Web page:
Tuberous Sclerosis Complex (TSC) is a genetic disorder caused by mutations in either the TSC1 or TSC2 genes. TSC is characterized by the widespread growth of benign, tumor-like nodules called hamartomas in multiple organ systems, including the brain. It is strongly associated with cognitive impairment, behavioral disturbances, and autism spectrum disorders (ASD), and these neurodevelopmental disorders can cause significant disability from early infancy through adulthood. Cognitive impairment has been reported in 44-80% of individuals with TSC, ranging from learning disabilities to more profound intellectual impairment.

We are using behavioral tests as well as measures of the brain’s electrical response to faces to characterize the development of children with and without TSC and evaluate their risk for autism. We will follow infants from age three months through age three, at which time they will be evaluated for autism concerns. We will then determine if any early abnormalities in behavior and face processing can predict autism in these infants.

For full participation details, click here or email

The Infant Sibling Project

**We apologize, we are not currently enrolling participants for this study

The goal of this project is to identify risk markers for autism spectrum disorders (ASD) that may be present during the first few months of life, before a diagnosis of ASD is currently possible. If we can move diagnosis back to the first year of life, then early intervention, which is known to have a significant positive impact on children with these disorders, can begin much earlier than is currently possible. Because we are interested in developmental changes in both brain and behavior, this study is longitudinal and involves multiple visits to the Labs of Cognitive Neuroscience up until age two, and a follow up visit at age three. We also ask that families maintain a home diary to help us track their baby's development.

For full participation details, click here.

Phenotypic and Genetic Factors in Autism Spectrum Disorder (ASD)

The purpose of this project is to examine possible environmental and genetic factors that could contribute to Autism Spectrum Disorder (ASD). The true causes of ASD are still poorly understood and studies are needed to try and elucidate possible reasons for ASD. To investigate this research goal we collect cognitive, behavioral and developmental information from study participants by using a variety of standardized questionnaires and tests. We also collect genetic and biometric information as well as a detailed medical history of each ASD participant. All of this information is gathered during an approximately eight hour visit here at Boston Children’s Hospital. With this study, we hope to further the understanding of ASD and its causes with the hope to improve upon diagnoses and treatments.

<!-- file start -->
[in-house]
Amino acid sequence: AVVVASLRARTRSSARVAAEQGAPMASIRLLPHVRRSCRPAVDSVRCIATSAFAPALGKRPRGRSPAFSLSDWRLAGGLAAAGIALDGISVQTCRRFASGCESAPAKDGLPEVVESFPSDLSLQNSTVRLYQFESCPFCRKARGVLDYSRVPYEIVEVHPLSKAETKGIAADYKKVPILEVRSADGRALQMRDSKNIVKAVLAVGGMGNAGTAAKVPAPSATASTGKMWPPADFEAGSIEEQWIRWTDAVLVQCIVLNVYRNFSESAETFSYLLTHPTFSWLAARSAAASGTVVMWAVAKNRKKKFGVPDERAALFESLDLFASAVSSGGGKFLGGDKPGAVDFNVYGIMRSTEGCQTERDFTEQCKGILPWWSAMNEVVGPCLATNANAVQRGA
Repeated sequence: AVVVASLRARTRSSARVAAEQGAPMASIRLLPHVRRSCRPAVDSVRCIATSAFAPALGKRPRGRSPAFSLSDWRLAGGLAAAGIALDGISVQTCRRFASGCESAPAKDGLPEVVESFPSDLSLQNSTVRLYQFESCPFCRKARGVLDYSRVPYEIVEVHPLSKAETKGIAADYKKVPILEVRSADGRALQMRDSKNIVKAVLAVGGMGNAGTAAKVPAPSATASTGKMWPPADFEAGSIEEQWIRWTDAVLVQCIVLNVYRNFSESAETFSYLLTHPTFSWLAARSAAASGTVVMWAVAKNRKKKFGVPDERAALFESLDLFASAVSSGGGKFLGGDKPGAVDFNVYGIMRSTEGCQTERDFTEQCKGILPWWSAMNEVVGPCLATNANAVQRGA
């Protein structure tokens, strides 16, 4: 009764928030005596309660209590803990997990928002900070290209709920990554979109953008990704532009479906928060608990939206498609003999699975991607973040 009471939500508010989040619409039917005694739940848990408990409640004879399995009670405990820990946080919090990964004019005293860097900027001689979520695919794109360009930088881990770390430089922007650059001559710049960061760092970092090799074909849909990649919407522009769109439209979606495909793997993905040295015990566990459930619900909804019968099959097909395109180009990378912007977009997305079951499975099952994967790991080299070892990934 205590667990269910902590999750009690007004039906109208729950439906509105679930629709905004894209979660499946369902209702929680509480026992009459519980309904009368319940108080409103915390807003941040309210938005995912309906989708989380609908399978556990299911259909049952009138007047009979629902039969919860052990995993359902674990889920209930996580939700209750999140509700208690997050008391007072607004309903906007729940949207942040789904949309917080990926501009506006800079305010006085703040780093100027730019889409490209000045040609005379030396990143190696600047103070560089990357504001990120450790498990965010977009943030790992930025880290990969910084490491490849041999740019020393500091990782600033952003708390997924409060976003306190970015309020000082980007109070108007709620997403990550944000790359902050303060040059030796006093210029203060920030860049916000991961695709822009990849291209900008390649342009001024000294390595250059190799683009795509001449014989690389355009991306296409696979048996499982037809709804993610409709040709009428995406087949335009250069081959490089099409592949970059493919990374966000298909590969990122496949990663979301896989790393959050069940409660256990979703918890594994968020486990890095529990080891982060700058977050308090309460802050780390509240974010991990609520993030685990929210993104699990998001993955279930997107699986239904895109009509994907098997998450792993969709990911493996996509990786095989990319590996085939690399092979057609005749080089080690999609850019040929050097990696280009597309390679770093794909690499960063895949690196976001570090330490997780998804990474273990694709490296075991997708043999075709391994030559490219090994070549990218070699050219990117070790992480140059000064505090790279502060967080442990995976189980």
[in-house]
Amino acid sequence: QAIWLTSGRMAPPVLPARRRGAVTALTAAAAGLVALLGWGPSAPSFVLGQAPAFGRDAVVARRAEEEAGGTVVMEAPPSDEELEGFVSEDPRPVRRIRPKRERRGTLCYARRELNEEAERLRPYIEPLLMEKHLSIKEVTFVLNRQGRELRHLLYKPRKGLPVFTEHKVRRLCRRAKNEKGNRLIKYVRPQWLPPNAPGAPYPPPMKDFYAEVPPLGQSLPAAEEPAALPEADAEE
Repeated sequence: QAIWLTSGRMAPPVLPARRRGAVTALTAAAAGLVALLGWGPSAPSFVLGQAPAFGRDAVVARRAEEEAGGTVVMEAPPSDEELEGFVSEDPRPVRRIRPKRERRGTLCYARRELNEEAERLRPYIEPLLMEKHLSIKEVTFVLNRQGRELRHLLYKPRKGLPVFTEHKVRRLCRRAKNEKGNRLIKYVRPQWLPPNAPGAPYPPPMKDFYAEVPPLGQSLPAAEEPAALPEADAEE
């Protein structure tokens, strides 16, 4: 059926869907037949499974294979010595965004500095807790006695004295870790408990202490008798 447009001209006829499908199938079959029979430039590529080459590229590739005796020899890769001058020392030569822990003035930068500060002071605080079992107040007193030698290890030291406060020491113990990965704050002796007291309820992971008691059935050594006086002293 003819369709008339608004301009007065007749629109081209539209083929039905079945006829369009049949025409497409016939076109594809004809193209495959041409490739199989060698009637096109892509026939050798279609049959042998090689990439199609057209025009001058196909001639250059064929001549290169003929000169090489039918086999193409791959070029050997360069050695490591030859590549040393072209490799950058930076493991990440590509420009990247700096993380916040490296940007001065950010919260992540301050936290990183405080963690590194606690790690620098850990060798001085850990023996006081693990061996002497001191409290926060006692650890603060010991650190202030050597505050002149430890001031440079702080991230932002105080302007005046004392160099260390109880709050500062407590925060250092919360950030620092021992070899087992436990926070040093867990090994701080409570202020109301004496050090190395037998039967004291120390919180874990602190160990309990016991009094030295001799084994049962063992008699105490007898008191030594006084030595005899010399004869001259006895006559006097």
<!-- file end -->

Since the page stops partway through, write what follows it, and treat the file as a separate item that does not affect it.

Parent Perception of Meaningful Outcomes in Autism Spectrum Disorder: A Pilot Study

  • PI: Marie Reilly, MD; Justin Schwartz, MD
  • Participants: Parents of children aged 2-18 years old with ASD

We propose a qualitative study to explore parental perspectives regarding meaningful health outcomes, including quality of life, in children diagnosed with ASD. Specific aims are: 1) To elicit parent perspectives regarding meaningful health outcomes in children with ASD, 2) To identify family-centered ASD health outcomes amenable for outcome measure development, 3) To propose candidate outcome measures for children with ASD.

For more information, please contact Justin Schwartz.

Children's Attention to Overheard Speech

  • PI: Rhiannon Luyster, PhD
  • Participants: Children aged 2-5 with or without Autism Spectrum Disorders. Children must be capable of producing 2-word utterances (e.g., 'more juice', 'go outside').

Parents will complete a brief screening process prior to enrollment (generally completed over the phone). If a child is eligible for participation, a 2-hour visit will be scheduled in our lab. Upon arrival, parents will complete a set of questionnaires about their child. Children will complete some activities to measure their communication, problem-solving and play skills. Finally, children will play with toys with our friendly experimenters (including watching two experimenters engage in conversation about some of the toys) and then answer some questions about the toys. Free parking will be provided, and children will receive a small thank-you gift.

For participation details, please visit the Nelson Lab site or email Rhiannon Luyster.